Access to good-quality water: The example of a French town

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Two years ago, district authorities in the Yonne department in France banned the residents of Etais-la-Sauvin from drinking their tap water.

They were told that it was unfit for drinking due to high levels of various pesticides (including metazachlor) in the catchment area, being above permissible levels. And the town council could not afford to build a treatment unit to purify the polluted groundwater.

Alternatively, the town’s water system, which is independent, could be connected, for a fee, to the safer and better equipped system of the Fédération des Eaux Puisaye-Forterre. But the system in Etais-la-Sauvin is old and ill-adapted; more than half the water it carries leaks into the ground. Connecting it to the neighbouring system could therefore lead to some other towns being deprived of their water supply.

Above and beyond the specific context of this example, i.e. the petty aspects of local politics and the private interests of the stakeholders involved, it fully illustrates some of the growth factors we expect of the world of water in future. The case here is one of a village in France, but the problem is the same in other climes, albeit in different forms.

Firstly, agricultural practices must be reviewed (by the government), drinking water standards must be tightened up, but also the necessary investments must be made to capture the noxious unwanted molecules.

Secondly, dilapidated installations must be renovated or repaired; water is becoming scarce and expensive; each drop will be precious.

Moreover, in some countries, policy reforms must be put into legislation so that small and therefore insolvent local authorities are not left alone to bear the burden of these investments.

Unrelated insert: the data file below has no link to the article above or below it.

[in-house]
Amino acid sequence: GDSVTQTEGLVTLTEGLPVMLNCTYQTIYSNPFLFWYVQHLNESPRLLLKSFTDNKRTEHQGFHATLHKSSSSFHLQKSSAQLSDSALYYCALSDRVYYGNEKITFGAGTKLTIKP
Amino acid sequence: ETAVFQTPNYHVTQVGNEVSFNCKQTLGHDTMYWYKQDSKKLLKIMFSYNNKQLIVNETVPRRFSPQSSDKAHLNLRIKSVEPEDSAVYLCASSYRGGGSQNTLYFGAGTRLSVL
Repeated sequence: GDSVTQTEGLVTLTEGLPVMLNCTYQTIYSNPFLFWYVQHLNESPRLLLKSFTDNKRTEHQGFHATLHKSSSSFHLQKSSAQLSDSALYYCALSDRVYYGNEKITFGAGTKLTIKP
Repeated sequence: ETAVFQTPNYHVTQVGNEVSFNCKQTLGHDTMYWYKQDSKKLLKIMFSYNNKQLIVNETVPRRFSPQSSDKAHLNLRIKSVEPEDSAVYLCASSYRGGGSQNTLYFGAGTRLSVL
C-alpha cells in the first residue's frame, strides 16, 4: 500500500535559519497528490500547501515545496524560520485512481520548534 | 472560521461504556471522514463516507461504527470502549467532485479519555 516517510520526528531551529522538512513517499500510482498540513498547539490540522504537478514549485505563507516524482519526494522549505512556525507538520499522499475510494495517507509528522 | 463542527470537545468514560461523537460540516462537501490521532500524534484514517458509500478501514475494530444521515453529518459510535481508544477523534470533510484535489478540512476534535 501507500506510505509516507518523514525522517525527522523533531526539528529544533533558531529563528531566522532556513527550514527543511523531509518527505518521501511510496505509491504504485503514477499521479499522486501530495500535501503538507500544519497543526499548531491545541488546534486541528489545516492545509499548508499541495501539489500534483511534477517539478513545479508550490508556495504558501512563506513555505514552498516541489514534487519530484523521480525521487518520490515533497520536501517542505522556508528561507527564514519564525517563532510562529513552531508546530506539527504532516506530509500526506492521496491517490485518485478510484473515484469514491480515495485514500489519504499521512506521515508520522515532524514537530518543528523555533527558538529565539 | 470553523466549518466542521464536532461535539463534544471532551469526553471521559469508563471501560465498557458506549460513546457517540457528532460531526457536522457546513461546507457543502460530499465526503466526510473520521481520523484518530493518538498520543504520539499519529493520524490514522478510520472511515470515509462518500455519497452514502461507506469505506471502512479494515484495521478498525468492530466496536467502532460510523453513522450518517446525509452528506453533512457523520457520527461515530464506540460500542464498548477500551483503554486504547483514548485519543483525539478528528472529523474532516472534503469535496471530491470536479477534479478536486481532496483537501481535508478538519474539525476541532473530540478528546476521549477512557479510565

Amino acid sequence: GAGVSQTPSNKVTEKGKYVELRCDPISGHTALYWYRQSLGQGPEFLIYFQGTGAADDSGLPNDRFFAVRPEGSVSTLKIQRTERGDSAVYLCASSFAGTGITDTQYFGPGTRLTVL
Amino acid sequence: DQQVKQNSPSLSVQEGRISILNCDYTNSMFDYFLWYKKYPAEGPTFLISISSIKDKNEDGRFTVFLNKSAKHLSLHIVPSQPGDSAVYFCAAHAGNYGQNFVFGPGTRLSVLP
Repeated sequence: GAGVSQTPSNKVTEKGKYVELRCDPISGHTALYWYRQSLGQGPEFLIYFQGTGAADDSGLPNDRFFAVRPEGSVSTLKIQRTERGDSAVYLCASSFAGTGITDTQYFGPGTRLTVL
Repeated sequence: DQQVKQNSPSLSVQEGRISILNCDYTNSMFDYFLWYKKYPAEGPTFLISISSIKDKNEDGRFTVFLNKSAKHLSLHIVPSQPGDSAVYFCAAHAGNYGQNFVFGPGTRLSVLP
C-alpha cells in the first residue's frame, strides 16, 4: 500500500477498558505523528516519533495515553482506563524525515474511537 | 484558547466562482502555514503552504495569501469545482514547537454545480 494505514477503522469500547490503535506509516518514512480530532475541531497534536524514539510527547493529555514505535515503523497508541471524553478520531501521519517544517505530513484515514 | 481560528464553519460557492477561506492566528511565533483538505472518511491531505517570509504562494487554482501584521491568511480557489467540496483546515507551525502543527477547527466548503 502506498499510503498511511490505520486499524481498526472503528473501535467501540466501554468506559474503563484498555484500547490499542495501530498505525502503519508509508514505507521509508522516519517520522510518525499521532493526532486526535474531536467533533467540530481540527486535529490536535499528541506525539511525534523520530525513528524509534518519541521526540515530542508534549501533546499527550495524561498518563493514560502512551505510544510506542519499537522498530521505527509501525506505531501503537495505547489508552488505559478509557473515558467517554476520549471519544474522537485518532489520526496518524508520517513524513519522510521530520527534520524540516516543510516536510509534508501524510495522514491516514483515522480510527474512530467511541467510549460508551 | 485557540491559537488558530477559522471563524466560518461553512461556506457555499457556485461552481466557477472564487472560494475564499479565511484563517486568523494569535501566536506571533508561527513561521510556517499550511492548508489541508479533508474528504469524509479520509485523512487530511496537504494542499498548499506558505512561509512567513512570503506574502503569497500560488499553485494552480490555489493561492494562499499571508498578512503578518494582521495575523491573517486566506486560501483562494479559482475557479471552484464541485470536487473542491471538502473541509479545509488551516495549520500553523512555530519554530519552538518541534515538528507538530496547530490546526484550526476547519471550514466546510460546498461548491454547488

Other growth factors complete the picture that this little French village paints. We can list global demographic growth, changing lifestyles in emerging countries and the ensuing increase in water consumption, and lastly climate change, which will transform methods of storing and treating water.

The impact and permanence of all these growth factors over the long term will result in major investments; experts predict that USD 25 trillion will be spent in the world of water globally over the next 25 years, i.e. more or less half of France’s GDP per year.

Another figure speaks for itself: according to a recent OECD report on the topic, investments in water supply and treatment will need to be increased three-fold, based on current conditions, to achieve Sustainable Development Goal 6, defined by the United Nations, i.e. to extend safely managed water supply and sanitation services to those who don’t current have them. This corresponds to an annual growth rate of 7.6% over 15 years.

And that’s without taking into account:

  • the impacts of global warming and the vital investments it will take to overcome them (recycling waste water, collecting and storing water, desalinating seawater, drip irrigation)
  • the stricter standards that will inevitably be introduced to improve the very poor quality of water (pesticides and endocrine disruptors in the water we drink)
  • the cost of the host of tests needed to guarantee water purity
  • digital innovations in measuring water consumption (connected sensors, ultrasound leak detectors, etc.).

All these factors make the world of water a strategic asset management sector for the future. BNP Paribas Asset Management is carefully studying such developments so as to make the right decisions for the management of its sustainable and responsible investment funds. 


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More articles written by Alexandre Jeanblanc.

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Alexandre Jeanblanc

Investment Specialist, SRI

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